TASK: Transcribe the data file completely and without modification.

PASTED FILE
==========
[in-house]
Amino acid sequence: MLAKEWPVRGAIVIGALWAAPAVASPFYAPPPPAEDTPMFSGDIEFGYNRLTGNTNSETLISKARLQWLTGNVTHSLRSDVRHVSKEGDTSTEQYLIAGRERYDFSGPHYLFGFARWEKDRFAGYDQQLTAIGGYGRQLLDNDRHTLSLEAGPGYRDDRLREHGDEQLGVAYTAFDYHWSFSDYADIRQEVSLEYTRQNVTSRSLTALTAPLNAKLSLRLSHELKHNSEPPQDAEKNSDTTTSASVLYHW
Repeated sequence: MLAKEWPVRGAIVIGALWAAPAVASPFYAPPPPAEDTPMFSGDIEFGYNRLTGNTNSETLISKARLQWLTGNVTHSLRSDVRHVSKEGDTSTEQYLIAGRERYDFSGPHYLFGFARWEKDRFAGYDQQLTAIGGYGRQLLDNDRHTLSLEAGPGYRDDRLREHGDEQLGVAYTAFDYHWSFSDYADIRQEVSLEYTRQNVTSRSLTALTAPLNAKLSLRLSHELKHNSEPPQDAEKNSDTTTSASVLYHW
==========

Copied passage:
[in-house]
Amino acid sequence: MLAKEWPVRGAIVIGALWAAPAVASPFYAPPPPAEDTPMFSGDIEFGYNRLTGNTNSETLISKARLQWLTGNVTHSLRSDVRHVSKEGDTSTEQYLIAGRERYDFSGPHYLFGFARWEKDRFAGYDQQLTAIGGYGRQLLDNDRHTLSLEAGPGYRDDRLREHGDEQLGVAYTAFDYHWSFSDYADIRQEVSLEYTRQNVTSRSLTALTAPLNAKLSLRLSHELKHNSEPPQDAEKNSDTTTSASVLYHW
Repeated sequence: MLAKEWPVRGAIVIGALWAAPAVASPFYAPPPPAEDTPMFSGDIEFGYNRLTGNTNSETLISKARLQWLTGNVTHSLRSDVRHVSKEGDTSTEQYLIAGRERYDFSGPHYLFGFARWEKDRFAGYDQQLTAIGGYGRQLLDNDRHTLSLEAGPGYRDDRLREHGDEQLGVAYTAFDYHWSFSDYADIRQEVSLEYTRQNVTSRSLTALTAPLNAKLSLRLSHELKHNSEPPQDAEKNSDTTTSASVLYHW